Blue Whale's dive

Cetacean Blues

You never know what to expect from a whale. On a whale watch a long time ago off the coast of New England, an Atlantic right whale swam under our boat and took a long look at the humans on deck. It was a transcendent moment for me. I felt that at that instant, the whale really saw us. And down we gazed–all the time aware that we could be pitched into the Atlantic with one flip of his mighty tail.

The Smithsonian's Blue Whale was installed in 1963
The Smithsonian’s Blue Whale was installed 1963.

Since then, it seems my life has led me to whales. The Natural History Museum in Washington DC, part of the Smithsonian, used to have a huge fiberglass model of a Blue Whale which hung from the ceiling of an exhibit called “Life in the Sea.” Our family visited that museum often, and all visitors walked under the model, which, quite simply, portrayed the largest creature on the planet poised to dive. That Blue Whale got to me.

Now, years later, when my husband and I started researching places we wanted to go, Baja California rose to the top. Both my husband and I instantly agreed that was the perfect destination. And for us, it was.

Me trying to photograph a Blue Whale tail
Me trying to photograph a Blue Whale tail

Naturally, a Blue Whale was the first whale we saw after we boarded our home for 11 days, Searcher (see my previous blog post “Things I Learned in Baja.”). The naturalist on board told us the whale was feeding on red pelagic crabs and krill. Gigantic and graceful, slow and deliberate, the whale rose to the surface and dove, showing us a tiny dorsal fin far back on its body.

It has a small dorsal fin far back on the body
It has a small dorsal fin far back on the body

 

Its tail was beautiful and almost seemed sculpted. When it began to surface again, which sometimes took up to 20 minutes, the water just beneath the surface turned a brilliant speckled turquoise in the sun…hence, a blue whale.

A Blue Whale's spout hangs in the air
A Blue Whale’s spout hangs in the air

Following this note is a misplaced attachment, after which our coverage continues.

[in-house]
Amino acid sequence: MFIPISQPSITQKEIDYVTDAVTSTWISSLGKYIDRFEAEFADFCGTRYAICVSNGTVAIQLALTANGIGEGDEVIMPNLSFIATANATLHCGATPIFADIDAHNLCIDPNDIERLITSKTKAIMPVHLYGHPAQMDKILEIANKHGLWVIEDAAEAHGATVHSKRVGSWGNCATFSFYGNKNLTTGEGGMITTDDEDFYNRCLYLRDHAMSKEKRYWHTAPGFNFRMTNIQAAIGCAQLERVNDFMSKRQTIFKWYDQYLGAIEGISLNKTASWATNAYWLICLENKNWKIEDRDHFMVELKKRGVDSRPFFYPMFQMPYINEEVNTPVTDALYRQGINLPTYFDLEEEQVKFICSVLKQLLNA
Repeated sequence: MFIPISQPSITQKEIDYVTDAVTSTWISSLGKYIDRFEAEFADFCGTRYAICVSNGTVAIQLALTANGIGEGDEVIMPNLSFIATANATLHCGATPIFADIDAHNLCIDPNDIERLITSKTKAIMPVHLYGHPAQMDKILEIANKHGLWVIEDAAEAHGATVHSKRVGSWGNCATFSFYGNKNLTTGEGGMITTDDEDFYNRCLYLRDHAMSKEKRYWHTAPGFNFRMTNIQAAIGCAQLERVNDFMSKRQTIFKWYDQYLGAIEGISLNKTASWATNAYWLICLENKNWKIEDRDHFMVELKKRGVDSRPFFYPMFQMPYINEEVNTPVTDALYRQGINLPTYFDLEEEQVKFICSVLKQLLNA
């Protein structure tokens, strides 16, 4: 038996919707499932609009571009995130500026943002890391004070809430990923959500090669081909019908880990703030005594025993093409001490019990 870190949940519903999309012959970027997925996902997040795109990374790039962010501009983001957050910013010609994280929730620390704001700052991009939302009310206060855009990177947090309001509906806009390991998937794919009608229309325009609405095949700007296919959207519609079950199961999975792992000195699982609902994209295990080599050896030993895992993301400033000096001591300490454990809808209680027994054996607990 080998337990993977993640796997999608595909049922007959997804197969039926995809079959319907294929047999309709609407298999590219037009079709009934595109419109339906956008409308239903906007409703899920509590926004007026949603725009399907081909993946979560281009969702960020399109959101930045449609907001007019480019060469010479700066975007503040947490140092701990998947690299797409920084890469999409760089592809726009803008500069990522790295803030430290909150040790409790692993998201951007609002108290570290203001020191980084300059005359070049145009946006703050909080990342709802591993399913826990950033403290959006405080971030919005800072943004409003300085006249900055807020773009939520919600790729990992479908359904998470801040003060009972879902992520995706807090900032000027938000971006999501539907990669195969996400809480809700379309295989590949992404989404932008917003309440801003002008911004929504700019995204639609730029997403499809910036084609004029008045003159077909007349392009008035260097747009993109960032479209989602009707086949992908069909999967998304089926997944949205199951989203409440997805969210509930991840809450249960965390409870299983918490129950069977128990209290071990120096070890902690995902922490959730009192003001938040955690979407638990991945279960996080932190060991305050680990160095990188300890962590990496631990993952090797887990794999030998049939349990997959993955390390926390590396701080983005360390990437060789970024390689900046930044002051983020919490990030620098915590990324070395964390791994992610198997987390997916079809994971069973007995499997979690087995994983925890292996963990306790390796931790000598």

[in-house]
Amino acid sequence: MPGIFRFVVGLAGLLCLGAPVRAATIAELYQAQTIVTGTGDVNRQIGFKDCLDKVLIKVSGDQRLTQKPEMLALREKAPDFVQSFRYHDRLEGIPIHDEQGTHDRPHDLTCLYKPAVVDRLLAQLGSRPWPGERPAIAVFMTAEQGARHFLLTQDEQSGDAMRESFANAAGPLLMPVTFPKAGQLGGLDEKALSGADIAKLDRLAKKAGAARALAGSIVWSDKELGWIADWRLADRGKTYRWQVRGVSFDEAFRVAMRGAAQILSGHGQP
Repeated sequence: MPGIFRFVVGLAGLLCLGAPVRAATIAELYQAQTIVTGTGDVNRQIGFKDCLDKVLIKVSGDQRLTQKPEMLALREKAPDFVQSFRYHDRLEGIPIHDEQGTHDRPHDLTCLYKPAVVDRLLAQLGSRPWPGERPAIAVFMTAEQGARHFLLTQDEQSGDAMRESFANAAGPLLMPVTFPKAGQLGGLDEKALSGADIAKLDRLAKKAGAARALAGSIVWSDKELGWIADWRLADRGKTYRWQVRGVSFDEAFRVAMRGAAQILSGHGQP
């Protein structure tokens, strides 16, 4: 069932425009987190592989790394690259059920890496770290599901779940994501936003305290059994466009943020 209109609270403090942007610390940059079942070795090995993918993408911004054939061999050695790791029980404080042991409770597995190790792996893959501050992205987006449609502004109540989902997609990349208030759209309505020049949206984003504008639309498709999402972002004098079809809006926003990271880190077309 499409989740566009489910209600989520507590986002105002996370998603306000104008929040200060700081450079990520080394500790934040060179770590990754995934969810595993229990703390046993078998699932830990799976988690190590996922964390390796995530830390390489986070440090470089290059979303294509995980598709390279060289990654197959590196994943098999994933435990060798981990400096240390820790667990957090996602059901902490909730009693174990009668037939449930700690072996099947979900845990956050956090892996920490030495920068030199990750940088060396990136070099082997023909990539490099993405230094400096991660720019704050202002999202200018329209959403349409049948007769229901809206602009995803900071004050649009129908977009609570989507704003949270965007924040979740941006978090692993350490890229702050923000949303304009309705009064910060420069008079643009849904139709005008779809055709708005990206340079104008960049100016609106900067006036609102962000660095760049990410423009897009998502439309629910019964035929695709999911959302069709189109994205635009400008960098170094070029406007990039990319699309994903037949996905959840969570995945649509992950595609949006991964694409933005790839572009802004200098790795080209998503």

Old whale hands can tell all the whales by their distinctive spouts. The Blue Whale’s is tall, columnar and hangs in the air a long time. It’s unmistakeable.

Crew searching on Searcher
Crew searching on Searcher

On Searcher, the crew constantly scanned the water for spouts with high-powered binoculars, and we were often rewarded with whale viewing.

Blue Whales all around
Blue Whales all around

On our second day, south of the Island of San Benito, we encountered many Blue Whales, all busy feeding on crabs and krill. Art, the captain explained that his call would be as if we were on a clock–with the prow of the boat always at 12. He would, for instance, call out over the PA, “ 10 o’clock, “ and then, “2 o’clock, “ but pretty soon, on that special day, whales were all around us. We could hear the spouts, see the whales and it was wonderful. Everyone on the boat stood on deck in awe–we were tiny dots on a small boat in a big ocean in the Last Kingdom of the Whales. And at that moment we knew it.

 

Side note: The first night on Searcher, the captain asked what whale we most wanted to see and why. Several of the Brits on board mentioned the Blue Whale model in the British Museum. I, of course, was affected by the Blue Whale model in the Smithsonian. Come to find out, the Smithsonian’s Blue Whale, which was installed in 1963, was modeled on the British one. Ours is no longer in the Natural History Museum, but I think the British model is still in the British Museum. Here’s some interesting reading I discovered about the whale models that influenced many of us on our whale watch:  http://www.mnh.si.edu/onehundredyears/profiles/whales_si.html

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Floridawoman

Retired journalist, writer, editor and teacher. Our lives were lived in the Washington DC area, but I was born in upstate New York. Love nature, birding and reading. Volunteer at Ding Darling NWR . Proud mom of two, married to a wildlife photographer.

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